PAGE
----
Delaware is a small state in the mid-Atlantic region of the US. Its tolling system accepts various means of payment, including electronic and manual options. This gives motorists options. Its tolling system bears a lot of resemblances to that of states such as Alabama and Florida. If you intend to own a car in Delaware or visit the state, chances are high that you’ll use one of its toll roads. You must know how the system works, which roads accept what means of payment, and the toll rates that apply.
Of course, there is. Delaware cannot have a tolling system in the absence of toll facilities. Like many states in the US, Delaware has toll roads which it uses to generate revenue from state residents and visitors. Being a small state, Delaware has a small network of toll roads – three automated ramps and three main toll plazas.
This road is also known as DE 1, the shortened name for Delaware State Route 1. This toll road connects the Dover Air Force base to Cristiana. It covers a distance of 80.4 km. Residents and tourists visiting Delaware beaches frequently use this route. This road also connects to the Dover and Wilmington areas. The road has many entries and exits, including US 40 in Bear, US 13 in Dover, and Us 301 in Biddle’s corner, which will take you through Biddles Toll Plaza. This toll road runs parallel to US 13 between US 13 and I-95. This toll road is active 24 hours a day.
The route covers a distance of 19.3 kilometers, one of the state’s major toll roads. This road runs from the Maryland border, which is located in the southwestern region of Middletown, all the way to the northern terminus of DE 1 in the northeastern direction. This toll road has several entries and exits, including the Delaware State Route 299 and 71 near Middletown. The road is always accessible, and its main toll plaza is situated north of the Maryland border. Only electronic toll payment options are accepted here.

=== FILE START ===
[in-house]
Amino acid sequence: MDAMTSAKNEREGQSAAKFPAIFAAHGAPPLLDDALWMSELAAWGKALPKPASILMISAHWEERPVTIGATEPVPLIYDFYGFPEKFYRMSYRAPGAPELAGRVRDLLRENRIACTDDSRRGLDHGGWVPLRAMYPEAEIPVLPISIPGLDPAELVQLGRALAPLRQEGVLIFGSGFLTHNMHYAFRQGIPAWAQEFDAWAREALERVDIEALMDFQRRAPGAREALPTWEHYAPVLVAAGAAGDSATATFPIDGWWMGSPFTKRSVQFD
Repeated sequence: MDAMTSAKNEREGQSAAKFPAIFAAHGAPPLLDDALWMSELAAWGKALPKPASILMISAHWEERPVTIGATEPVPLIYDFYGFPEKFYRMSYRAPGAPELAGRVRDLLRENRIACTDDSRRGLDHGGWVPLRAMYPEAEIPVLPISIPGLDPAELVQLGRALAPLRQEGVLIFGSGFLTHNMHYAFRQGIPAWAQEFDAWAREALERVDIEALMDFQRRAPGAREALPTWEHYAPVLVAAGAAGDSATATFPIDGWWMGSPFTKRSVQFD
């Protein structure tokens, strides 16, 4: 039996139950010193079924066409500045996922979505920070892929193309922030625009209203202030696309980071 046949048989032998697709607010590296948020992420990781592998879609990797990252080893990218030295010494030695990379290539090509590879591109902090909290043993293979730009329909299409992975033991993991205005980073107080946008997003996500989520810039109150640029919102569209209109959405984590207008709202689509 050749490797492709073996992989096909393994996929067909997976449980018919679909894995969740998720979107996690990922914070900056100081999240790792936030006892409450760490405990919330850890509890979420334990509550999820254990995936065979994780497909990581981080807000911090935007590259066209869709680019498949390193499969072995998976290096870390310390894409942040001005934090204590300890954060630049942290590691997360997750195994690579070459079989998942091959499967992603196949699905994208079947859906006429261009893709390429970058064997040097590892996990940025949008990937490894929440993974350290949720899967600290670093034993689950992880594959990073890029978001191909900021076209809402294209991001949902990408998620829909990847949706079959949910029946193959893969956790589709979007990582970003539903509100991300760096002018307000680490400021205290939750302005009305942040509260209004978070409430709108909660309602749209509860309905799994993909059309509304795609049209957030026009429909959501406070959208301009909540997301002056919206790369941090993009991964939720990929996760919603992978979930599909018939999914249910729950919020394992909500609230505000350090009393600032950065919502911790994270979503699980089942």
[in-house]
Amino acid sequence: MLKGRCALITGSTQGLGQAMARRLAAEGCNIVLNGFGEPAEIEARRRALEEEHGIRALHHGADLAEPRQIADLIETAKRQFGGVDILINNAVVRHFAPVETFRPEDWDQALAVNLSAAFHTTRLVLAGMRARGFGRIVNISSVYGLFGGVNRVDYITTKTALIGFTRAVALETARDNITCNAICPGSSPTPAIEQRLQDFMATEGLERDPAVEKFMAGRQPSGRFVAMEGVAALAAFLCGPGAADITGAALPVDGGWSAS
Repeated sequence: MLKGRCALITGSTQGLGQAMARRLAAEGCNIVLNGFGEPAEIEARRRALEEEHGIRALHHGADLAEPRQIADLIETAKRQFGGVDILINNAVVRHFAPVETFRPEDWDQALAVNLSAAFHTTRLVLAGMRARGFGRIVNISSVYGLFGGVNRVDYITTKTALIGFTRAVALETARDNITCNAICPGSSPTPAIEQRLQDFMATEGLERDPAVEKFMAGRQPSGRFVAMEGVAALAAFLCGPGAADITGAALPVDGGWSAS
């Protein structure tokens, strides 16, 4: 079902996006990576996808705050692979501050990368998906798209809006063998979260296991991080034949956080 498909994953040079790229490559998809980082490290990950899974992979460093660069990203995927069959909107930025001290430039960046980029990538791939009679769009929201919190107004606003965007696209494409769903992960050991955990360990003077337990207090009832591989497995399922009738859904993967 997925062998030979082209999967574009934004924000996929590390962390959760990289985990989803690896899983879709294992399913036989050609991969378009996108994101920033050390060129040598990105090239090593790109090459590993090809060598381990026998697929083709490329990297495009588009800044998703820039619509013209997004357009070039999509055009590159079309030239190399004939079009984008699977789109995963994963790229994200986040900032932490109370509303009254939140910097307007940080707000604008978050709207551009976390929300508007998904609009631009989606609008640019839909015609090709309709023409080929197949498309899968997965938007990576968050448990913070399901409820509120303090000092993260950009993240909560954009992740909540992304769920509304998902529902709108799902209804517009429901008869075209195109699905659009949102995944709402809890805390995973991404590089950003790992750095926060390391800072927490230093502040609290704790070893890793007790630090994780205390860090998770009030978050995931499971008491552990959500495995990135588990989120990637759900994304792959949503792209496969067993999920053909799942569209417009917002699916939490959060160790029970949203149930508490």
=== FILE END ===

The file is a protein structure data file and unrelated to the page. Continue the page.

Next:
This route is also known as Delaware Turnpike. It covers a distance of 22 km, running from Interstate 95 in Newport and Newark to Interstate 295 between Newport and Fernhurst. On this route, tolls are paid in either the northbound or southbound direction. This route connects Newport and Newark. This route serves as a feed road to the Delaware Memorial Bridge which takes you across the Delaware River. A large part of this route goes through the woods and across the Christina River.
These are twin bridges that go across the state’s river. They are the connecting roads between Delaware and New Jersey, carrying US 40 and Interstate 295. The eastbound and westbound bridge covers an approximate distance of 3.3 km. It’s one of a couple of bridges in Delaware with both the Interstate Highway and the US highway.
There are about three major ways of paying tolls in Delaware. They include:
- E-Z Pass: This is the most convenient means of paying tolls in the state. Motorists can install an electronic toll tag transponder on their windshields. Once they drive past a toll facility, the transponder transmits wireless signals to the toll booth and grants authorization to deduct the toll fees from a prepaid account. All these happen without the driver stopping. The transponder takes care of everything. You can use this payment option on John F. Kennedy Memorial Highway, Delaware State Route 1, Korean War Veterans Memorial Highway, and US 301.